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Wednesday, December 07, 2016

Ind. Decisions - Court of Appeals issues 4 opinion(s) today (and 5 NFP memorandum decision(s))

For publication opinions today (4):

In John C. Morris v. Custom Kitchen & Baths , a 14-page opinion, Judge Robb writes:

John Morris is a licensed building contractor in Vanderburgh County, Indiana, and the sole proprietor of Custom Kitchen & Baths (“CKB”). Morris often uses his contractor’s license, skills, tools, and vehicle in volunteer community projects, particularly with the Boy Scouts of America, in which his son is a participant. In August 2012, Morris suffered an injury while constructing a 10’ x 10’ garden storage shed (“Olivet Project”) for Olivet Presbyterian Church (“Church”) in Evansville, Indiana. The Olivet Project was constructed as a volunteer Boy Scout project and Morris was not compensated for its construction. Following his injury, Morris filed claims with CKB’s worker’s compensation carrier, the Church’s insurance company, and the liability carrier for the Boy Scouts, all of whom paid money to or on behalf of Morris. In 2013, Morris filed an Application for Adjustment of Claim with the Indiana Worker’s Compensation Board (“Board”), which a Single Hearing Member denied. Morris then appealed to the full Board, which affirmed the Single Member’s decision. Morris appeals from the Board’s denial of his Application for Adjustment of Claim, raising one issue for review: whether his injury arose out of and in the course of his employment. CKB cross-appeals, seeking reimbursement of monies paid to or on behalf of Morris. Concluding Morris’ injury arose out of and in the course of his employment, and is therefore covered by Indiana’s Worker’s Compensation Act, we reverse the decision of the Board and remand for a determination of disability benefits. * * *

We conclude the facts presented inescapably lead to a decision opposite of the Board’s decision, and that Morris’ injury arose out of and in the course of his employment. Therefore, Morris’ injury is covered by the Indiana’s Worker’s Compensation Act. Accordingly, we reverse and remand for determination of the benefits he should receive.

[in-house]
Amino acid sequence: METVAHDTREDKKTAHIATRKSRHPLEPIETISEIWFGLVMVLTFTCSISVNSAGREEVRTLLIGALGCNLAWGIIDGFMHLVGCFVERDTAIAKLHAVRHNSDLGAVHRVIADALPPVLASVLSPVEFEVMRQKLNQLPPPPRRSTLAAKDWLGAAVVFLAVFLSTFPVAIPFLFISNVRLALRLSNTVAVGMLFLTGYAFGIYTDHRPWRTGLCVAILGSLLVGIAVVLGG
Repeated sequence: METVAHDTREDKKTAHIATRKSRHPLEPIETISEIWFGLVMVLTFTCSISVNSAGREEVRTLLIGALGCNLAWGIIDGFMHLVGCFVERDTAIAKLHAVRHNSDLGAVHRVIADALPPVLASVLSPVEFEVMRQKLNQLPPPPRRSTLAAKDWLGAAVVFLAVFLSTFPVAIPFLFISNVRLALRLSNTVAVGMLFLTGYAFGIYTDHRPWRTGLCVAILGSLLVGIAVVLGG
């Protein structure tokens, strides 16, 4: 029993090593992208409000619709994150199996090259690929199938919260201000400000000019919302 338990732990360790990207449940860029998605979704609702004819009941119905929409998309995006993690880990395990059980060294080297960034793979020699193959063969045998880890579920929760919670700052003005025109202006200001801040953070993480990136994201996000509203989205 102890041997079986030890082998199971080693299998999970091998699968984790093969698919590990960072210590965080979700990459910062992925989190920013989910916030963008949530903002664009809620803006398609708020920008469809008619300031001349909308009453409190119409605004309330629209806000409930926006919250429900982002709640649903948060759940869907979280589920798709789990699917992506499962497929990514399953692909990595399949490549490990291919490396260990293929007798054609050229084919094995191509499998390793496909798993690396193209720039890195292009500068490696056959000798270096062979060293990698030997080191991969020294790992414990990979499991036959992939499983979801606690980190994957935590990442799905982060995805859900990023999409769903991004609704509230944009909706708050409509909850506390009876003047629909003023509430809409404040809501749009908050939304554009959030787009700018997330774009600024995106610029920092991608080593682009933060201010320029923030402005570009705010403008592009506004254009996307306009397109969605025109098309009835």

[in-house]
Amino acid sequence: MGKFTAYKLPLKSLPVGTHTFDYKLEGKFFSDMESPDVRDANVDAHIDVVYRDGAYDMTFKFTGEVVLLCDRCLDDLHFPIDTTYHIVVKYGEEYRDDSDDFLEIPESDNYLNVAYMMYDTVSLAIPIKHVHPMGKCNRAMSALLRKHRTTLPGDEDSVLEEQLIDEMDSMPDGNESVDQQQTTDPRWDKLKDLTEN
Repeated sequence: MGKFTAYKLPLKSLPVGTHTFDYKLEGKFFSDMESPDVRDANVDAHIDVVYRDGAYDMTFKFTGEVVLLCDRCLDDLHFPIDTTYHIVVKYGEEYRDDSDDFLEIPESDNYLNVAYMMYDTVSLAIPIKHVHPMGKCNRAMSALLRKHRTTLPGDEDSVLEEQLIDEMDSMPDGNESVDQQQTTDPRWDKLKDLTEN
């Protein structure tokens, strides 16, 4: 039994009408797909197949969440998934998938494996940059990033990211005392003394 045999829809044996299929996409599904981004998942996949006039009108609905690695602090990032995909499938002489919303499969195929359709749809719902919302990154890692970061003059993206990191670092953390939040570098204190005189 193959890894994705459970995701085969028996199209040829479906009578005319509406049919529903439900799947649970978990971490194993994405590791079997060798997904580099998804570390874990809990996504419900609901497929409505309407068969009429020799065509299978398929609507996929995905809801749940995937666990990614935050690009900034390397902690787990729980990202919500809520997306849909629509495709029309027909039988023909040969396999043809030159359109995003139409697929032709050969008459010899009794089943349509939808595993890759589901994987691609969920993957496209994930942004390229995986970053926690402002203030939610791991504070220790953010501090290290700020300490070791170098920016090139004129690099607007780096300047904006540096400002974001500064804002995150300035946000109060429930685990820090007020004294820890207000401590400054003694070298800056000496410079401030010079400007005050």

In Don H. Gunderson, et al. v. State of Indiana, et al. , a 22-page opinion, Judge May writes:
“The shores of the Great Lakes may look serene, but they are a battleground. Members of the public enjoy using the shores for fishing, boating, birding, or simply strolling along and taking in the scenic vistas.” Kenneth K. Kilbert, The Public Trust Doctrine and the Great Lakes Shores, 58 Clev. St. L. Rev. 1, 2 (2010). “Repeatedly, however, owners of land bordering the Great Lakes (i.e., littoral owners), armed with deeds indicating they own the shore to the water’s edge or even lower, have tried to stop members of the public from using their property above the water’s edge.” Id. (internal footnotes omitted). Today we are called on to decide one such case.

Don H. Gunderson and Bobbie J. Gunderson, as trustees of the Don H. Gunderson Living Trust (collectively, “Gunderson”), sought a declaratory judgment that their Lake Michigan property extends to the water’s edge, wherever the water’s edge is at any given moment. The State of Indiana and the Indiana Department of Natural Resources (“DNR”) (collectively, “State”), Alliance for the Great Lakes and Save the Dunes (“Alliance-Dunes”), and Long Beach Community Alliance (“LBCA”), argued the State holds in trust for the public all land up to the ordinary high water mark (“OHWM”), regardless whether that land is covered by water. * * *

We find persuasive the Michigan Supreme Court’s analysis in Glass v. Goeckel, 703 N.W.2d 58 (Mich. 2005), reh’g denied, cert. denied sub nom Goeckel v. Glass, 546 U.S. 1174 (2006). It addressed a dispute similar to that before us – i.e., whether the public trust land extends up to the ordinary high water mark or whether, as Gunderson argues, it applies only to land that is actually under water at any particular moment. * * *

Following the holding and reasoning in Glass, we conclude Gunderson’s private rights are able to co-exist with those rights of the public trust. Therefore, the land at issue below the OHWM is open to limited public use, such as gaining access to the public waterway or walking along the beach, as described in Glass. * * *

Alliance-Dunes argues the DNR is without authority to set the OHWM as it did in 312 IAC 1-1-26(2). Regulations set forth by administrative boards “must be reasonable and reasonably adapted to carry out the purpose or object for which these boards were created. Potts v. Review Bd. of Indiana Emp’t Sec. Div., 438 N.E.2d 1012, 1015 (Ind. Ct. App. 1982). “If the rules are in conflict with the state’s organic law . . . they are invalid.” Id. We hold 312 IAC 1-1-26(2) is in conflict with well-established case law regarding the state’s ability to regulate the shores of Lake Michigan.